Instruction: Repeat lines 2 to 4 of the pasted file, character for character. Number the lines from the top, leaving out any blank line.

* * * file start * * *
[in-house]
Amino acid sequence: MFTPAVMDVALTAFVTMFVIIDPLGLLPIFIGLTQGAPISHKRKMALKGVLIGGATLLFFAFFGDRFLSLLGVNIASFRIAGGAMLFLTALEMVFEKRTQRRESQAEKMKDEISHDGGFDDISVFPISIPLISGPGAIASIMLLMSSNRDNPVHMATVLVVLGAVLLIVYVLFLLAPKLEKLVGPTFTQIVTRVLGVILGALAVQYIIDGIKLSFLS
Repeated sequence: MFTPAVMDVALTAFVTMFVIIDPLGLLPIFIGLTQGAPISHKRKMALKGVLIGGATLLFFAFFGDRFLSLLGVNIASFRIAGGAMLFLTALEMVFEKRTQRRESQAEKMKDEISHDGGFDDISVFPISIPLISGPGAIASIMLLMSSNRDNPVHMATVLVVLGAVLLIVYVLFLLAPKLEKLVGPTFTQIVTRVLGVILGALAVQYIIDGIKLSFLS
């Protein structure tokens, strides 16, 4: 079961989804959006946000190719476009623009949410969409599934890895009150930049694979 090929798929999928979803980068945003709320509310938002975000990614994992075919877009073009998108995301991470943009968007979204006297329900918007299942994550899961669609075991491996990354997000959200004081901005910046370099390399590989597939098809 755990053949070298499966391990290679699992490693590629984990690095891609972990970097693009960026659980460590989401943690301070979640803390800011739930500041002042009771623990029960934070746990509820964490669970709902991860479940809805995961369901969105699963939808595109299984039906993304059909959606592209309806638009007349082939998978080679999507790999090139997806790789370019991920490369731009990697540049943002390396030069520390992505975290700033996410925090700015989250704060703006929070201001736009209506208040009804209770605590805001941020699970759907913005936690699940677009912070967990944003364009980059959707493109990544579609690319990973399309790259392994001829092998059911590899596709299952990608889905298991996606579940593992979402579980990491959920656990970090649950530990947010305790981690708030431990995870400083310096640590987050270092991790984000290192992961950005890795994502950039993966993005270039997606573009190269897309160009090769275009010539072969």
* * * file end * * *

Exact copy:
Amino acid sequence: MFTPAVMDVALTAFVTMFVIIDPLGLLPIFIGLTQGAPISHKRKMALKGVLIGGATLLFFAFFGDRFLSLLGVNIASFRIAGGAMLFLTALEMVFEKRTQRRESQAEKMKDEISHDGGFDDISVFPISIPLISGPGAIASIMLLMSSNRDNPVHMATVLVVLGAVLLIVYVLFLLAPKLEKLVGPTFTQIVTRVLGVILGALAVQYIIDGIKLSFLS
Repeated sequence: MFTPAVMDVALTAFVTMFVIIDPLGLLPIFIGLTQGAPISHKRKMALKGVLIGGATLLFFAFFGDRFLSLLGVNIASFRIAGGAMLFLTALEMVFEKRTQRRESQAEKMKDEISHDGGFDDISVFPISIPLISGPGAIASIMLLMSSNRDNPVHMATVLVVLGAVLLIVYVLFLLAPKLEKLVGPTFTQIVTRVLGVILGALAVQYIIDGIKLSFLS
């Protein structure tokens, strides 16, 4: 079961989804959006946000190719476009623009949410969409599934890895009150930049694979 090929798929999928979803980068945003709320509310938002975000990614994992075919877009073009998108995301991470943009968007979204006297329900918007299942994550899961669609075991491996990354997000959200004081901005910046370099390399590989597939098809 755990053949070298499966391990290679699992490693590629984990690095891609972990970097693009960026659980460590989401943690301070979640803390800011739930500041002042009771623990029960934070746990509820964490669970709902991860479940809805995961369901969105699963939808595109299984039906993304059909959606592209309806638009007349082939998978080679999507790999090139997806790789370019991920490369731009990697540049943002390396030069520390992505975290700033996410925090700015989250704060703006929070201001736009209506208040009804209770605590805001941020699970759907913005936690699940677009912070967990944003364009980059959707493109990544579609690319990973399309790259392994001829092998059911590899596709299952990608889905298991996606579940593992979402579980990491959920656990970090649950530990947010305790981690708030431990995870400083310096640590987050270092991790984000290192992961950005890795994502950039993966993005270039997606573009190269897309160009090769275009010539072969």